Sunday, September 13, 2009

Interactive Aesthetic

Question: are video games art?

I have often explored on this blog the concept of alternative mediums for aesthetics - for art. From [comics as literature] to whether [remixing counts as musicianship] I have constantly explored the world via Saboteur Academia's eyes, looking for the alternative that approaches life sideways beautifully.

Coming back to the topic at hand, can video-games (as a holistic term for all games, whether table-top, computerized, console-based, or hand-held devices) be counted as "art"? Movies were the first to combine all previous art forms: photography, music, acting, writing, architecture, sculpture, painting, dancing, etc.

Now, I think video-games do this even more, because while they contain all those elements that movies do they, they are also interactive. They allow the audience to participate in the art itself! In a sense, the audience IS the artist.

I know, controversial right? But hear me out, I discovered a couple of good articles discussing the topic. By [Aaron Smuts from the University of Wisconsin] and [Chi Kong Lui from]

Obviously there isn't room in this post to define "art" in all the various ways that people have come up with, because contention of the term itself is still widely debated. But, we can agree for the purposes of this post to look at the term "art" broadly, in such a way as to be inclusive enough not to be discriminating, but exclusive enough not to lose meaning.

"The quality, production, expression, or realm, according to aesthetic principles, of what is beautiful, appealing, or of more than ordinary significance. The class of objects subject to aesthetic criteria. Art is the process or product of deliberately arranging elements in a way that appeals to the senses or emotions. It encompasses a diverse range of human activities, creations, and modes of expression, including music, literature, film, sculpture, and paintings. The meaning of art is explored in a branch of philosophy known as aesthetics." (Compilation of dictionary definition with Wikipedia definition.)

Do video-games fulfill any of these qualities? Well, they certainly are expressive, as can be seen in games such as The Legend of Zelda, which juxtaposes three qualities of Power, Wisdom, and Courage in a contest between moral concepts of Good versus Evil. They can be beautiful, like Chrono Trigger, which features beautiful character design and stills by Akira Toriyama (creator of Dragon Ball). They can also be intellectually stimulating, involving complex problem-solving skills as seen in games such as Mario Party, or they can teach us about architecture and landscaping in games such as Sim City and Sim Earth. Hell, they can even teach us about ourselves and the human condition, as seen in The Sims.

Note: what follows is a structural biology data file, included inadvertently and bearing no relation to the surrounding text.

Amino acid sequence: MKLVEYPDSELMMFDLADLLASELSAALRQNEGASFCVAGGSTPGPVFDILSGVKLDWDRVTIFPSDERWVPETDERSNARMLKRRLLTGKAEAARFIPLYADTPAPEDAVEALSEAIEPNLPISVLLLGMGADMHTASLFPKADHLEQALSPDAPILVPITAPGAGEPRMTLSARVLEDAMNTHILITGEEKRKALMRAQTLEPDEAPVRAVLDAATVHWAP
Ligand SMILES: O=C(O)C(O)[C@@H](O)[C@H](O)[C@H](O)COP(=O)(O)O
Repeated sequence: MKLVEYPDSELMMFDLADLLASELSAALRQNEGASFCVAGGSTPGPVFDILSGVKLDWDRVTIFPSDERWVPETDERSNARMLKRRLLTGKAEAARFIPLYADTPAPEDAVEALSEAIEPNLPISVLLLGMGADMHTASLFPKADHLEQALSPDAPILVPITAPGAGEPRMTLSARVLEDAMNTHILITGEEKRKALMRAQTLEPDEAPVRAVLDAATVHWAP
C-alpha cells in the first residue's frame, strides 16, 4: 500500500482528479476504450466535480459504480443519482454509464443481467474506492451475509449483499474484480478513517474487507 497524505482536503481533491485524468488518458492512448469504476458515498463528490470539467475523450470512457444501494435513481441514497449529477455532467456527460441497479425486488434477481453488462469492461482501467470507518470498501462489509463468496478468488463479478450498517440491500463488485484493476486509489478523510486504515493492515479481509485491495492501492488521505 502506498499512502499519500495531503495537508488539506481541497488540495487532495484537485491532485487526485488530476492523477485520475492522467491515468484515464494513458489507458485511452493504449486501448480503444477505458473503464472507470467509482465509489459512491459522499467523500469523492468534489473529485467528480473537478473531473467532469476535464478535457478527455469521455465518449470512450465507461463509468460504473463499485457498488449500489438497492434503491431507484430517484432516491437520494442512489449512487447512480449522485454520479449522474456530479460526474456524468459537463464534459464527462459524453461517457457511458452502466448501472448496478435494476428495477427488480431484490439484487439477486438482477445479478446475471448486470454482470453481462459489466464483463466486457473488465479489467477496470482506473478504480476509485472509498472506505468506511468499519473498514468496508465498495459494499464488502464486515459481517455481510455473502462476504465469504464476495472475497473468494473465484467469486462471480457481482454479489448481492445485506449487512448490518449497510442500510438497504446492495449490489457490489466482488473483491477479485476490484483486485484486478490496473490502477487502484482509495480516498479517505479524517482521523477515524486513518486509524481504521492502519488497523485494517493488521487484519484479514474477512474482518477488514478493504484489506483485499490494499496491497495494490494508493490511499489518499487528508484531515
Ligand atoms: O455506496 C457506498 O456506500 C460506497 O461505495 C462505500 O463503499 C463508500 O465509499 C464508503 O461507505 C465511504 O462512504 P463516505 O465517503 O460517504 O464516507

They also fulfill a diverse range of human activities by combining: literature via story-telling that imparts variations of popular myths, legends, and moral-lessons; visual art via character models that require sculpting, drawing, painting, and graphic (or digital) design that can be as aesthetically beautiful as any Picasso; music via soundtrack creation that features stylistic nuances such as Baroque composition, heavy instrumental synchronization, indefinite repetition, and polyphony restrictions that are so enjoyable that even major symphonic orchestras from the Eminence Symphony Orchestra in Australia to the Los Angeles Philharmonic have held concerts featuring these songs; and all of these are combined into film-like sequences that include the participation of the player as actor, director, and audience all at once.

In recognition of video games as art, I give you some favorite pieces in homage to games of my present and past, beloved now and beloved then.

5 footnotes:

JacqueRoxx said...

Maybe I'm just sick but the Mario and Yoshi picture just kills me. HAHAHA!

Zek J Evets said...

@jacque: haha, i know, it's pretty hi-larious huh? i also can't get over the picture of link holding the sword and the light hurts all the other people's eyes.

glad you like 'em.

Frizz said...

I actually thought I was the only person on this earth who gave that game a chance.
The Mario graffiti is awesome, I wish I could do that.....without going to jail of course.

Zek J Evets said...

@frizz: nonono! i loved okami! the mario graffiti IS awesome, and probably wouldn't get you jail-time - just a heavy fine, haha.

Gino M. said...

i think my friend, that videogames have much more esthetic and art by their own, these pictures can be a after effect of their cultural impact. Its curious how can artist mix a lot of esthetics to do this great work; but think about the cultural explosion in videogames nowadays, games are education, a way to train and induce people to do some activity, like soldiers; if we add the fascinating physical interactivity that they have now like WII or KINECT, a simple game becomes a full source of education and training for people, specially kids. I thionk that nowadays, movies and games are the best way to impact on another cultures to culturally conquer them without a visible violence. For example: kids in border cities from méxico and US that plays "CALL OF JUAREZ" grow dreaming about kill "narcos" and mexican people. Its interesting how this pictures reflect the beggining of this cultural impact that begin in 80's, mario bros, sapce invaders is the first reference, but, what would be the esthetic of artist in the future that plays a lot of different shit this days?